Ask 1,000 people and get 1,000 different answers.
A good property manager is worth their weight in gold. Or at least aluminum. They key is to find a good property manager. The reason you hear so many horror stories about PM is because Landlords fail to research and screen. They hire the first guy in the phone book or - more likely - the one that advertises the lowest fees or gives the slickest sales pitch. Just like 99% of bad tenants, Landlords are to blame.
You can start by going to www.narpm.org and search their directory of managers. These are professionals with additional training and a stricter code of ethics. It's no guarantee but it's a good place to start.
1. Ask how many units they manage and how much experience they have. If it's a larger organization, feel free to inquire about their different staff qualifications.
2. Review their management agreement. Make sure it explicitly explains the process for termination if you are unhappy with their services, but especially if they violate the terms of your agreement.
3. Understand the fees involved and calculate the total cost for an entire year of management so you can compare the different managers. It may sound nice to pay a 5% management fee but the extra fees can add up to be more than the other company that charges 10% with no add-on fees. Fees should be clearly stated, easy to understand, and justifiable. If you ask the manager to justify a fee and he starts hemming and hawing, move on or require them to remove the fee. Don't be afraid to negotiate!
4. Review their lease agreement and addendums. Think of all the things that could go wrong and see if the lease addresses them: unauthorized pets or tenants, early termination, security deposit, lease violations, late rent, eviction, lawn maintenance, parking, etc.
5. Don't just read the lease! Ask the manager to explain their process for dealing with maintenance or problem tenants. If they are professional, they can explain this quickly and easily. If they are VERY professional, they will have their processes in writing as verification that it is enforced equally and fairly by their entire staff.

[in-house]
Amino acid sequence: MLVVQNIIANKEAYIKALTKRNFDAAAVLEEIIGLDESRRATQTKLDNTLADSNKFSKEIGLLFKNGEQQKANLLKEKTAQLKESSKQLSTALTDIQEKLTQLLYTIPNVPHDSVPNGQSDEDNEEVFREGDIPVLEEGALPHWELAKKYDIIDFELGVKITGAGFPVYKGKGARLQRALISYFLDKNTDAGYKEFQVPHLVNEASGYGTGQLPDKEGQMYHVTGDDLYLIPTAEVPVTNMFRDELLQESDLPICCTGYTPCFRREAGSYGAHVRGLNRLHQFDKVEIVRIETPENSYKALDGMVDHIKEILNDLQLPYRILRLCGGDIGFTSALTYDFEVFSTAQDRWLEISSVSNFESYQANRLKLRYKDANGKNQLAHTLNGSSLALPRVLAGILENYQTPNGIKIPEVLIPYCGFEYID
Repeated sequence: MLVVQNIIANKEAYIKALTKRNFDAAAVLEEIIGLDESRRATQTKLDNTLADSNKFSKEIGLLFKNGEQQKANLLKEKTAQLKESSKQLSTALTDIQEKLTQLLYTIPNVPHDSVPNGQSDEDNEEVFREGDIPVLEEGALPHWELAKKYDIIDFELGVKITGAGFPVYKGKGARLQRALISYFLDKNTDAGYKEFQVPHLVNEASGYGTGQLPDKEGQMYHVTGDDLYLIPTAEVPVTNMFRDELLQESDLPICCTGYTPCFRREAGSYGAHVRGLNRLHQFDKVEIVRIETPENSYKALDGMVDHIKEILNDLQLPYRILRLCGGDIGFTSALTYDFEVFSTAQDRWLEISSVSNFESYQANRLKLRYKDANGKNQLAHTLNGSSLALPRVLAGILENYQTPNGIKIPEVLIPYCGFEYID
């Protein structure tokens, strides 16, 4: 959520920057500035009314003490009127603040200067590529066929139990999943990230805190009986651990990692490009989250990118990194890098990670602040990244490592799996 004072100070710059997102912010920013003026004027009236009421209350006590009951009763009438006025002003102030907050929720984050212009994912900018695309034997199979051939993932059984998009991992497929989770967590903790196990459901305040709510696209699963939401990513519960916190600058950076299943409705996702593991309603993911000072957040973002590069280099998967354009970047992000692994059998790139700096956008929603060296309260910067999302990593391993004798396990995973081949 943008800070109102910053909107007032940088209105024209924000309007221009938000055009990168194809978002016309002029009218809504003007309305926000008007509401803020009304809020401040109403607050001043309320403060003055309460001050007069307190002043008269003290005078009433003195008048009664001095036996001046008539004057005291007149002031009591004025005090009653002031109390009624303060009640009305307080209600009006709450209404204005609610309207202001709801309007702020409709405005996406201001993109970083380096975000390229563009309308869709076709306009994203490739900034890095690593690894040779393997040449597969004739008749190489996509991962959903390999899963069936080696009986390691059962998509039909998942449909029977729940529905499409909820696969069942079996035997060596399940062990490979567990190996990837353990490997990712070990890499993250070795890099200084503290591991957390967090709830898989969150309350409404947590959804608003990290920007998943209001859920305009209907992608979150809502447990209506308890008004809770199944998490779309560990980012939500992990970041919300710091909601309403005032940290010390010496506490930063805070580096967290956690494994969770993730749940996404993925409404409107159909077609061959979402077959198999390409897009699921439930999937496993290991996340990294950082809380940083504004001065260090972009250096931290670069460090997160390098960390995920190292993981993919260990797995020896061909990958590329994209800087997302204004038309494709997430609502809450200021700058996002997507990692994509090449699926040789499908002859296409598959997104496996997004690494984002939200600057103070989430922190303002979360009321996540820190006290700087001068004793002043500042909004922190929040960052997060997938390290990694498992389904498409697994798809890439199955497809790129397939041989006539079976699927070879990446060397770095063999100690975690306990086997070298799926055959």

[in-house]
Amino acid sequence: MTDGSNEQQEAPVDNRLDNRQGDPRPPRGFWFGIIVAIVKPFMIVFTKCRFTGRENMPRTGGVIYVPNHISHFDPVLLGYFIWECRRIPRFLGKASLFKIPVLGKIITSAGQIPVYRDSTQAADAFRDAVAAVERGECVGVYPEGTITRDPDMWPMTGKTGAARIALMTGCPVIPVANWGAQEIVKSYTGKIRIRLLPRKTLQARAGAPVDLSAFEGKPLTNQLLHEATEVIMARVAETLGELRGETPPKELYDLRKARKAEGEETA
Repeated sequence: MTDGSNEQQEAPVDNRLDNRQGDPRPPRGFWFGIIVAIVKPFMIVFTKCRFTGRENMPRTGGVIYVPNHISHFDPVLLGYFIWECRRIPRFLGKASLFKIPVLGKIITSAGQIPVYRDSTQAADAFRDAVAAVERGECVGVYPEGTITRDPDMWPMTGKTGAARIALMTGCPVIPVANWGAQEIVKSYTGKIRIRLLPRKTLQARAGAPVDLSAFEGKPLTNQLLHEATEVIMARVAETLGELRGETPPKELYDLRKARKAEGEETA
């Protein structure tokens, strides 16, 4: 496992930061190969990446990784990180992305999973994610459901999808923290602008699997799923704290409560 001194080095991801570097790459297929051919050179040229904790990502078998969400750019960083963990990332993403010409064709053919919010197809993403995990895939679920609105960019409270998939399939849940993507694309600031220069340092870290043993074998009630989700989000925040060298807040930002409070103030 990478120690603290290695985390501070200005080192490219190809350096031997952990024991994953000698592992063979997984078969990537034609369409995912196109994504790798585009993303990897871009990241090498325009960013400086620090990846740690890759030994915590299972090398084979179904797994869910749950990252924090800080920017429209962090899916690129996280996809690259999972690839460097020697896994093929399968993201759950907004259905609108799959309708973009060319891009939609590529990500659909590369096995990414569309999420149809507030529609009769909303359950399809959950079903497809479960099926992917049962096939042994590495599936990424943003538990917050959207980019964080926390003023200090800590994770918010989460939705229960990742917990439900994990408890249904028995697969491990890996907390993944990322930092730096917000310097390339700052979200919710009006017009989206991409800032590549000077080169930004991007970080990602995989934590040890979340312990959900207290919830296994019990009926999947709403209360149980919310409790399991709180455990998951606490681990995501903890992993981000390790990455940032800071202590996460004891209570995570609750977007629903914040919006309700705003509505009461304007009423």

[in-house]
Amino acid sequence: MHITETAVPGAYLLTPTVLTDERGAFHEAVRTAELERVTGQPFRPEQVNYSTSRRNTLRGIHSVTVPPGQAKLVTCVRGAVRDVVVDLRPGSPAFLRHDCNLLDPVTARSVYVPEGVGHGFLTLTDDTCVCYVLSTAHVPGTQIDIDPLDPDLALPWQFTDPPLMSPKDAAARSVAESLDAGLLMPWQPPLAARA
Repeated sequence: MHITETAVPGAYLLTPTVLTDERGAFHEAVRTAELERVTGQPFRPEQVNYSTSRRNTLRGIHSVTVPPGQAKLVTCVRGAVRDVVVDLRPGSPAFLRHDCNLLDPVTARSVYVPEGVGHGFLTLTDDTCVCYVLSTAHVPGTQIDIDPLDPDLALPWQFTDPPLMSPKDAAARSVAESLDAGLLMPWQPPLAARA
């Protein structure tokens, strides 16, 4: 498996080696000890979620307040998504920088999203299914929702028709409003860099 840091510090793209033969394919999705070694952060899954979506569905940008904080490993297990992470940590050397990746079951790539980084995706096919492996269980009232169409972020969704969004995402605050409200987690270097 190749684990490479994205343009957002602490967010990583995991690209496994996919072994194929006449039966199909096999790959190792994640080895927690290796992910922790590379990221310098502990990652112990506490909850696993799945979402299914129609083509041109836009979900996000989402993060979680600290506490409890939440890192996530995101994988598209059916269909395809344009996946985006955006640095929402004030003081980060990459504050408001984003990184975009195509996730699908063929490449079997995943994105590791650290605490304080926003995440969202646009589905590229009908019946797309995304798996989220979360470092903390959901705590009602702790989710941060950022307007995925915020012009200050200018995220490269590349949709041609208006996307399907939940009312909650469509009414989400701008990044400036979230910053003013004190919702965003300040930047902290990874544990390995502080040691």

6. Ask to speak with some of their current owners and current/former tenants. You can also check their reviews online at Google, Facebook, or Yelp. Just remember: most negative reviews are written by problematic tenants. The fact they are complaining online might be an indication the property manager dealt with them properly so be sure to ask the manager for their side of the story.
I hope this basic guide helps. If you have specific questions about property management, I'll be happy to help!
The trick is... if you hire a PM MAKE CERTAIN they're good - honest, knowledgeable, responsive, driven....
And make certain you 100% know how their fees work - some PMs will nickel and dime you beyond the set % they charge while others are less greedy.
We use a PM for some properties and my wife manages the rest. By and large the 'problems' have been the same: inherited tenants! If you use a PM make sure they screen existing tenants when you buy a property, and a good PM will inspect every 6 months-if self managing do the same-ask me why I brought that up! LOL
If I were buying in a D area it would definitaly be a PM job. If it is a remote property that would go to a PM as well. Nice building, decent tenants, and within an easy hour from home, my wife does those, and she does them well.